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What is it in us that wants others to gawk at our achievements, desire us physically, long for our affection, lust for our bodies, shutter at our disapproval, or bend beneath our will?

We want people to think we’re pretty, good looking, badass, smart, funny, cool, fun, sexy, hot, and we really want people to envy us.

In short, I think we all want people to worship us. It’s a seductive pull that’s linked with sinful pride. Pride was the first sin in the garden of eden, it’s what caused Lucifer to rebel against God to “be like the most High”, and it causes us to gravitate towards self-exultation throughout our life.

I’ve struggled with this desire to have people worship me in odd ways. I’ve done some thinking, and I want to tell you a story…..

Since I was a little boy, I’ve struggled with the temptation of lifting myself above other people, rather than humbly serving them, and lifting them up.

I want recognition, I want praise, I want everyone to know it’s my idea, I want people to think I’m the smartest, and I want the glory! I want other people to pale in comparison to me, which is an evil way to think.

It’s taken me decades to be transformed into a new creation, and to have God’s Holy Spirit unveil some of the unhealthy and ungodly attitudes, thoughts, and perspectives I’ve been plagued with.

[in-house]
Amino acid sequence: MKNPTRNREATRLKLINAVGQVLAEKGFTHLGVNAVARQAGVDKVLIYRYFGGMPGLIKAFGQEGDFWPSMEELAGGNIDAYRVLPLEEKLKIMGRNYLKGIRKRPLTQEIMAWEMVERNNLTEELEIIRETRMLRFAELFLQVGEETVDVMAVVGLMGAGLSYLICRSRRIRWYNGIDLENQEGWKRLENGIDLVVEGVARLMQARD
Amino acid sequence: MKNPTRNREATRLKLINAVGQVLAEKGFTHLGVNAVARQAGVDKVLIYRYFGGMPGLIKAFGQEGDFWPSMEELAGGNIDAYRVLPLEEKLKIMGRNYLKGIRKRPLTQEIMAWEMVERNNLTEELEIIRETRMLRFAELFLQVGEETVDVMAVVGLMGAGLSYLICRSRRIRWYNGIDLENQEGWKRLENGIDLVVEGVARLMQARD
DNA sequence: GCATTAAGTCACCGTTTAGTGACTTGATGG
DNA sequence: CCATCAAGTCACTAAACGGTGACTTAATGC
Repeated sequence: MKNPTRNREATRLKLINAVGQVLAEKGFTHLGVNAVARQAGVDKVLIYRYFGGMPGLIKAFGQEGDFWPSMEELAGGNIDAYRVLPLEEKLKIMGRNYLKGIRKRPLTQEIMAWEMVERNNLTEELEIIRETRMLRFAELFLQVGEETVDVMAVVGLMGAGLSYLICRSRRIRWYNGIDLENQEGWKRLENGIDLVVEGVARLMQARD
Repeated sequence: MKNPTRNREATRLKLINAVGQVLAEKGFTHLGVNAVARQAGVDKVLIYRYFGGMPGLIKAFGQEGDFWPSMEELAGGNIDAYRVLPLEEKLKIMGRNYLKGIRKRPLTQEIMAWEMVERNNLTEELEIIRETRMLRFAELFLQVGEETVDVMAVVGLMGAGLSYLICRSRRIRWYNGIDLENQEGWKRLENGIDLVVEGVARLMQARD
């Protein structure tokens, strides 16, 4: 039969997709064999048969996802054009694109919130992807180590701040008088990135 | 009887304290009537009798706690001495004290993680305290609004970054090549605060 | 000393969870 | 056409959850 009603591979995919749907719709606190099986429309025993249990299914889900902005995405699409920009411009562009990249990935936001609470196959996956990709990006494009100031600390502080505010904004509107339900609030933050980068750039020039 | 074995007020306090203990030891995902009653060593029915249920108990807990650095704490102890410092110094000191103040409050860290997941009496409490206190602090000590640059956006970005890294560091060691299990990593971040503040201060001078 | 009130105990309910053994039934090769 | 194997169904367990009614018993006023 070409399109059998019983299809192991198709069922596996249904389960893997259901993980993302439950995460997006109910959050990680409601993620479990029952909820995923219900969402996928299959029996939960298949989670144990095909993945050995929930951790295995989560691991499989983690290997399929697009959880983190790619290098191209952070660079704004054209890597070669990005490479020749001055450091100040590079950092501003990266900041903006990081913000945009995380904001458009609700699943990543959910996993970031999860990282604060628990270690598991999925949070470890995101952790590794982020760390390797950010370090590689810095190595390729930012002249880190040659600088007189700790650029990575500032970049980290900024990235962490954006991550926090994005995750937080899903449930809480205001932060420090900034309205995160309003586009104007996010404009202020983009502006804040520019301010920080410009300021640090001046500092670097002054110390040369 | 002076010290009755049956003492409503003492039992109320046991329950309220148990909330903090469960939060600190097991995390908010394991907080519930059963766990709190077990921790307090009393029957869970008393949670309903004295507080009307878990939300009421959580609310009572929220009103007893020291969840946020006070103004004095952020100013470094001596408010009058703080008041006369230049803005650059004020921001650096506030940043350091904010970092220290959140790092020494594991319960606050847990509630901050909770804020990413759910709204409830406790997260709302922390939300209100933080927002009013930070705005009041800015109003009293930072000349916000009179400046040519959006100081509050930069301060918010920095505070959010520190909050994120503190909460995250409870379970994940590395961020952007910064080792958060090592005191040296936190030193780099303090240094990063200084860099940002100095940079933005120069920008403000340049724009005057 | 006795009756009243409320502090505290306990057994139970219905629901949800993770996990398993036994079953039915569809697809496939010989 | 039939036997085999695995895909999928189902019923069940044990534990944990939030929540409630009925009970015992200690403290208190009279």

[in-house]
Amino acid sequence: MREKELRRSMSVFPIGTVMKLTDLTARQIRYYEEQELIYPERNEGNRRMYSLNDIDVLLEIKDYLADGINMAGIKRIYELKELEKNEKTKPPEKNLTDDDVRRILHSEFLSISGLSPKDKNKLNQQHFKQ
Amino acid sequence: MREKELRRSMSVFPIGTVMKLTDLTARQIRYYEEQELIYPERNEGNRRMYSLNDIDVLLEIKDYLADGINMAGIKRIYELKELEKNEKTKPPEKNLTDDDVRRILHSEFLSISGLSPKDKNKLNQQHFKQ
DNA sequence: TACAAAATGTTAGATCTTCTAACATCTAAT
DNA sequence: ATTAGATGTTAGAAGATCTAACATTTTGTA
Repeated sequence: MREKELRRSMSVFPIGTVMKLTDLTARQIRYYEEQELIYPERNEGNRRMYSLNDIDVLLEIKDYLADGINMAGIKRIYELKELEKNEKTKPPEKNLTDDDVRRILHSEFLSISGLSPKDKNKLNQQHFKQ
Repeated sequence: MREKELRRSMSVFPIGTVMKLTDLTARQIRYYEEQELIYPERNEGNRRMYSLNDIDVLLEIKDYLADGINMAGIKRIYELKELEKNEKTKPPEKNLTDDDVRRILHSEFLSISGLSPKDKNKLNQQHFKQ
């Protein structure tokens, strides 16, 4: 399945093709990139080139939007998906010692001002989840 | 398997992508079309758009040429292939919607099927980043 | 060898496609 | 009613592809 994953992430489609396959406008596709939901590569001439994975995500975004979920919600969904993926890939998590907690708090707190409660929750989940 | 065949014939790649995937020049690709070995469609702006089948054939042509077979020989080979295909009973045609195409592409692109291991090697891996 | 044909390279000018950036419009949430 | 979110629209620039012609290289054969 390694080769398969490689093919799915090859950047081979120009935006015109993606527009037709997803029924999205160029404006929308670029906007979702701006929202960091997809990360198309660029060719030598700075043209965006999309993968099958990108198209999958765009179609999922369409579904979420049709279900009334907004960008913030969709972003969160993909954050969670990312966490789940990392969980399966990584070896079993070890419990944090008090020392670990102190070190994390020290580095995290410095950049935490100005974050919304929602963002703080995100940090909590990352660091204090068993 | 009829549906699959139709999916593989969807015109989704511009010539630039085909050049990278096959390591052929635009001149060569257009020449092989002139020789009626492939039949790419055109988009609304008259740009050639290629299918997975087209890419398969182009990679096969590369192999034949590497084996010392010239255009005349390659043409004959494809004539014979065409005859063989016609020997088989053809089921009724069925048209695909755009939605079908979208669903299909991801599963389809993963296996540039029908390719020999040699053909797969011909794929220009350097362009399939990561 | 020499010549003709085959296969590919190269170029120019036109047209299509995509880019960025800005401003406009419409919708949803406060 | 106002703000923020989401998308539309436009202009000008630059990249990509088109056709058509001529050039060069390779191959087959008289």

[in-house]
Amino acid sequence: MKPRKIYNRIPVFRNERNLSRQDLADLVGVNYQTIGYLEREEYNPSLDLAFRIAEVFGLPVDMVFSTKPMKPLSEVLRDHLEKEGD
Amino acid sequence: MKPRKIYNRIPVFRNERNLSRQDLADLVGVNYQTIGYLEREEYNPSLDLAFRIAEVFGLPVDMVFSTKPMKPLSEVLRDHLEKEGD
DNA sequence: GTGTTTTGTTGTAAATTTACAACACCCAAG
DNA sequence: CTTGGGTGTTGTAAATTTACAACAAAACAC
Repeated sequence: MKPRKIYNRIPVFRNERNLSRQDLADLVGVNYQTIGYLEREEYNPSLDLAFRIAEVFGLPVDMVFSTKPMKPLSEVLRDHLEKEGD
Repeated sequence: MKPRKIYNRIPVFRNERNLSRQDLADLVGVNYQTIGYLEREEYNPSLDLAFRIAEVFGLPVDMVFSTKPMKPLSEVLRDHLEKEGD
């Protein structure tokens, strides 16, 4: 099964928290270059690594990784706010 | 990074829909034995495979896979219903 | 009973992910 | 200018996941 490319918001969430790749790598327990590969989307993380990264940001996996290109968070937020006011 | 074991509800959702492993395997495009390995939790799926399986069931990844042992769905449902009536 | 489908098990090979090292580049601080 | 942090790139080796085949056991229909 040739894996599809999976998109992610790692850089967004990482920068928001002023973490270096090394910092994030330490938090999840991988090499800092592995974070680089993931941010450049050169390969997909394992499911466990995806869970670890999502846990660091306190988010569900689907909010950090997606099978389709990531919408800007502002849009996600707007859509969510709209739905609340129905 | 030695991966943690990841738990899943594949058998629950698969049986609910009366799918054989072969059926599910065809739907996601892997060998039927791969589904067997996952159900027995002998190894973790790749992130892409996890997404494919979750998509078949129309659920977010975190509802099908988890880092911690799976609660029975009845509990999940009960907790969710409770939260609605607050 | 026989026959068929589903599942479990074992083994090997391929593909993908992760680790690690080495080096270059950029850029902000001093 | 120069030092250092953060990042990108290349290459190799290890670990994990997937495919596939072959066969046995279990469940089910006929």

I want to tell you a story about how my successful athletic career was like a trojan horse for the destructive mentality of self-exultation.

My Successful Athletic Career was a Trojan Horse for Pride:

I was relentlessly bullied for my size

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I was a 3rd grader. As I sat on our pale blue carpet watching television, I remember the doorbell ringing. I ran down the steps and saw that it was one of the kids from the neighborhood that I’d had kind of a love/hate relationship with.

He invited me to come down the street to our friend Jimmy’s house because He said that they were getting everybody together to play.

My heart fluttered a little bit, because up to this point, almost every kid that lived around me had been bullying me pretty badly, in that sinister self-serving manner.

Most of them would be really nice to me when they wanted a friend to play with one-on-one. They would come to my house and want to play, to which I would pretty much always oblige. Whether we’d play Teenage Mutant Ninja Turtles, Mario Brothers 2 on my Nintendo, or trade football cards, these kids wanted to spend time with me and be my friend, particularly when it was just us.

But when there’d be another kid, suddenly a new thing became fun for them, teasing Me about my size.